That discerning young man placidly and coolly replied, “Then the magazine will have to change.”

    Mademoiselle accepted the story–in fact, designed their entire October issue around a Halloween theme. And Bradbury’s literary career began in earnest.

    The slush-pile-reading young man? A complete unknown named . . . Truman Capote.

    Liked by 5 people

    1. DocTom Avatar

      Great story, Carl. Unfortunately, a modern Capote would probably have found himself on the unemployment line. The fact is that many upper class publishers and mags don’t even have “slush piles” any longer. You need to submit through an agent or not at all.

      Liked by 4 people

    2. mimispeike Avatar


      Liked by 2 people

    3. GD Deckard Avatar

      I posted that as “- anecdote by Carl E. Reed” on Facebook. It is great, Carl!


  6. Mike Van Horn Avatar

    Just pennies a word, eh? Let’s see, novel is 100,000 words, that comes to a few grand. Dang, doesn’t sound too bad!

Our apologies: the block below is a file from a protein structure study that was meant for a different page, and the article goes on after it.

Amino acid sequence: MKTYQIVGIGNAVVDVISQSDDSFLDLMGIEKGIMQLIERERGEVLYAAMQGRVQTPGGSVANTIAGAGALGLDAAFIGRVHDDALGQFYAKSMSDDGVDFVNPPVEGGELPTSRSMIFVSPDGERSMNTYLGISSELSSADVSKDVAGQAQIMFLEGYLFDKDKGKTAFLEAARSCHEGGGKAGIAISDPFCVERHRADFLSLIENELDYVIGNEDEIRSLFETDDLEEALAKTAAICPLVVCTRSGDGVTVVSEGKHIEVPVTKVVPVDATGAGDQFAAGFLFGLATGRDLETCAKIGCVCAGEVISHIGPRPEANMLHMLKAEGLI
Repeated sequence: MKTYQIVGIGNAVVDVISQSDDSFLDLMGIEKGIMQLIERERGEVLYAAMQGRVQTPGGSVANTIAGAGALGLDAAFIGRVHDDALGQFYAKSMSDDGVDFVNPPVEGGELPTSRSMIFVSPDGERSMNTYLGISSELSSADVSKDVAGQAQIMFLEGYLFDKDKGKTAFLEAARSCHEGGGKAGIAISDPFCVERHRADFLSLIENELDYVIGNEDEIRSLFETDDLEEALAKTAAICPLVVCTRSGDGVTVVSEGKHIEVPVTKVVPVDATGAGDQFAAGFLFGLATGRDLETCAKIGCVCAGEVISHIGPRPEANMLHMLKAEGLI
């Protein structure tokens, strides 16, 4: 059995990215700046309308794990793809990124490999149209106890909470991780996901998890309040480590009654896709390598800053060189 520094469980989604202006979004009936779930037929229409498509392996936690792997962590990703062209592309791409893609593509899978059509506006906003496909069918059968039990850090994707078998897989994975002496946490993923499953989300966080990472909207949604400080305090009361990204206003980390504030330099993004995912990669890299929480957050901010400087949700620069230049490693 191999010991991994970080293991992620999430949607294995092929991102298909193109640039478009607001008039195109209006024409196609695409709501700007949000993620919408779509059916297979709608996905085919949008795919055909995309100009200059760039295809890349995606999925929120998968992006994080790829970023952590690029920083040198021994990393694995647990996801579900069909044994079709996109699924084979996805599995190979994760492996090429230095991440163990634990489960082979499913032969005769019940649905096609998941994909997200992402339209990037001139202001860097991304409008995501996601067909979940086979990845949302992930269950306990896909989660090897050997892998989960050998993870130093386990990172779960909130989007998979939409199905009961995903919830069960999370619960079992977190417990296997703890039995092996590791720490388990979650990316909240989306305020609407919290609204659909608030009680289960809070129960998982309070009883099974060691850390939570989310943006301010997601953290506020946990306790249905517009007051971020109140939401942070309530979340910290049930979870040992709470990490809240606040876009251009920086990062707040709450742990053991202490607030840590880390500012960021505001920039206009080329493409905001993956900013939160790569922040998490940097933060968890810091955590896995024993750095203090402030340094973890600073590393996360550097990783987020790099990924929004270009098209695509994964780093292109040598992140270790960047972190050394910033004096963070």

Liked by 3 people

    1. Carl E. Reed Avatar

      And that’s a whole other topic, Mike! Back-in-the-day there was a real market for high-paying fiction (thousands of dollars per short story) published in “the slicks”. That world is forever gone–as is the concept of the “middle-range author”, whose publishers would support for decades in hopes of an eventual “break-out” book.

      Liked by 4 people

  7. curtisbausse Avatar

    Your process sounds very similar to mine, Mike. Though I certainly fit in the ‘crime’ genre, I don’t know which of the various sub-genres I belong to. I figured I’d write a ‘cosy’ series, and read a few in that genre but they turned me off so now I just go where the MC takes me. And hope a few readers will follow.
    I love your covers, btw!

    Liked by 5 people

    1. Mike Van Horn Avatar

      Thank you! So glad you like my covers.

      Liked by 2 people

  8. Mike Gutowski Avatar

    can’t express enough appreciation for your candor. i share your perspective. i write what i like to write. before publishing on Amazon, i try to fit my story shape into the holes provided. sometimes works, sometimes not. all the best.

    Liked by 2 people